My solution was to spend three years (1973-6) composing music that variously combined and transformed music from many times and places. The three parts of what I deemed the Acculturation Trilogy consist of: (1) a 45-minute, four-track electronic piece called Thunder of Spring over Distant Mountains (1973) based on seven pieces of south-east and east Asian music; (2) a set of five chamber pieces including Not Lilacs mentioned above; and (3) In Different Voices, an hour-long composition for five wind ensembles, commissioned by the Yale Band to be played in their American Bicentennial concert in 1976. All of these works explored processes of musical acculturation and change in different ways. I have written about this period of my compositional development in "Remembering Rapport," The Open Space Magazine 12/13, 2011.

This period of musical exploration coincided with my then new enthusiasm for music theory, which indeed did initially center on developments in serial music. So I returned to western music and wrote new pieces as I described above. However, many of the new theoretic principles were influenced by Arabic, Indian, Indonesian, Japanese, and early Western music; even the surfaces of my music after 1976 are subtly guided by temporal and ornamental qualities of Eastern music, not to mention modern jazz.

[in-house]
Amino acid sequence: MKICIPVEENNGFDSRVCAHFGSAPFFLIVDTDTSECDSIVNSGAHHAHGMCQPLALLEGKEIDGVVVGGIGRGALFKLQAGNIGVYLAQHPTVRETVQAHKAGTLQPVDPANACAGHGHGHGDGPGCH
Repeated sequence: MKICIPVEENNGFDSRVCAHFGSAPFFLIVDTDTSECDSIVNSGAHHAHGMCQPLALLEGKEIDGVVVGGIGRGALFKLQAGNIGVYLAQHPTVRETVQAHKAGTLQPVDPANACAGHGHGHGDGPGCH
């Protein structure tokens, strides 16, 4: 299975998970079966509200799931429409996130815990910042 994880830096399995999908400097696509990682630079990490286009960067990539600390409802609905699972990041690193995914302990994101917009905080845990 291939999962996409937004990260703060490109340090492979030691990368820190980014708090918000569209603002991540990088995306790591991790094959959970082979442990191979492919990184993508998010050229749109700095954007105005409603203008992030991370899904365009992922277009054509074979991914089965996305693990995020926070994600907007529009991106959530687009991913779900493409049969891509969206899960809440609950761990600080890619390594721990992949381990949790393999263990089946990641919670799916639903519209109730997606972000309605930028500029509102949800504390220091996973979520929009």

Since 1997, I have contributed to the study and analysis of Carnatic music of south India. This work also involves compositional theory intended to develop a theoretic foundation for counterpoint and harmony for Indian music, but without disturbing the qualities of Indian ragas. See "Ravikiran's Concept of Melharmony: An Inquiry into Harmony in South Indian Ragas," (with Chitravina N. Ravikiran) Music Theory Spectrum, 28/2, 2006 and "Recent Developments Coordinating Melody and Harmony." Journal of the Music Academy, Madras, 2018.

PGN:As a composition teacher, what is your assessment of the output of the new generations of composers?